Smoke Wagon also says they improve “their” bourbon through blending. Let’s consider this statement from them:
“Our high rye content bourbon is aged in the heart of a century-old brick warehouse. To ensure a unique and consistent flavor, barrels are hand-selected to create a perfect blend that is smooth and at the same time bold and intense.
Released in 2016, our goal was to create a unique great tasting high rye content bourbon. The problem is that rye ages much faster than corn. So while our younger vintages had a big rye spice flavor (which we love) the mouthfeel was too thin and it lacked the sweet, delicate complexity of a well-aged spirit. Our older vintages had the smoothness and sweet notes that can only be achieved by moving in and out of #4 char and caramelized oak for many, many years, but the nice rye spice had been aged out!
So what to do? Find the perfect blend.
We combined the two. The younger vintages maintain the bold spiciness of the rye, cut down on the tannins and keep it fruit-forward. The older vintage brings in a creamy mouthfeel with sweet aromas and taste notes that only appear over time from aging in a barrel.”
To an uninitiated prospective buyer, this may sound like a thoughtful and deliberate approach, combining the best of both barrel types to deliver a superior favor experience. However – apart from single barrel variants – this is almost exactly what happens to every whiskey produced at every distillery from Allt-á-Bhainne to Wild Turkey. Barrels are selected in order to achieve a desired flavor profile, with the high points of one offsetting the lows of another, and vice-versa.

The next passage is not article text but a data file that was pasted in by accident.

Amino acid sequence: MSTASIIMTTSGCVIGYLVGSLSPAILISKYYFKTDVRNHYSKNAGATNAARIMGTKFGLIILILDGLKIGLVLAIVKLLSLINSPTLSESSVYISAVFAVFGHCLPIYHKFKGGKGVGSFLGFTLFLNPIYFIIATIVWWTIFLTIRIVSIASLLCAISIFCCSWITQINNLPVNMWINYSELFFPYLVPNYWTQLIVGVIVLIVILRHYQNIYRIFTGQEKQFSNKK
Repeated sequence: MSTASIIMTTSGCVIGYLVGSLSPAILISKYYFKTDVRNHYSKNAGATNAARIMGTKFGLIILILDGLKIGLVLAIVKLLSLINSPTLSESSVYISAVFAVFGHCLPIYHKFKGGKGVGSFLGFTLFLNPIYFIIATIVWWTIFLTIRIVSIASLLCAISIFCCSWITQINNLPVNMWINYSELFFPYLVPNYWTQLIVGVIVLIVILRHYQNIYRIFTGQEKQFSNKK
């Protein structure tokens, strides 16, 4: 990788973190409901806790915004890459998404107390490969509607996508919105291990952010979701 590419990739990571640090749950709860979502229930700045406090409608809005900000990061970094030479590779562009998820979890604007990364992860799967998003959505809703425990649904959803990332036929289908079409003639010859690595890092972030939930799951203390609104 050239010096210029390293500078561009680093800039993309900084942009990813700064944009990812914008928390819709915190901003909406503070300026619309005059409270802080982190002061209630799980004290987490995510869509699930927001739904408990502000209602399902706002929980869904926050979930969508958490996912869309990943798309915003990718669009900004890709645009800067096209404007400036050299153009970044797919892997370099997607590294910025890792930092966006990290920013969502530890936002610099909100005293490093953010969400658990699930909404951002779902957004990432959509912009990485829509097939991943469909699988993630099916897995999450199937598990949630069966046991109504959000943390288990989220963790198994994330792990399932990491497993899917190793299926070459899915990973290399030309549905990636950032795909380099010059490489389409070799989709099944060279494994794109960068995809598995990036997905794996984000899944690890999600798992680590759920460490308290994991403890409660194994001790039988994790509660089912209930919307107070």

There’s no particular reason to think that Smoke Wagon’s bartender-cum-“distillery”-owner-who-doesn’t-do-any-distilling would be specifically better at blending barrels than other folks in the industry, many of whom have spent their professional lifetimes learning and refining this art. Add to this the fact that the “century-old brick warehouse” is the same one from which every other sourced MGP whiskey originates, and it’s difficult to figure out why this Smoke Wagon bourbon might be a meaningful improvement over the many similar whiskeys sitting on store shelves.
In terms of price, these Smoke Wagon bourbons aren’t quite the tear-jerkers that other sourced and repackaged whiskeys are. However, they’re still not cheap, considering this is – I remind you yet again – MGP bourbon with undisclosed parameters of mash bill (21% or 36% rye, presumably), age, batch size, and so forth.
The Small Batch expression, the subject of today’s review, sells for $55 at my local and was available via Shared Pour for $51.99. That puts it above the Straight Bourbon (46.25% ABV, $35) but below the Uncut Unfiltered Straight Bourbon (56.85%, $70). This bottle was generously sent to me by Anthony, and I hope you’ll join me in extending him the sincerest of thanks.
Smoke Wagon Small Batch – Review
Color: Pale, dusty copper.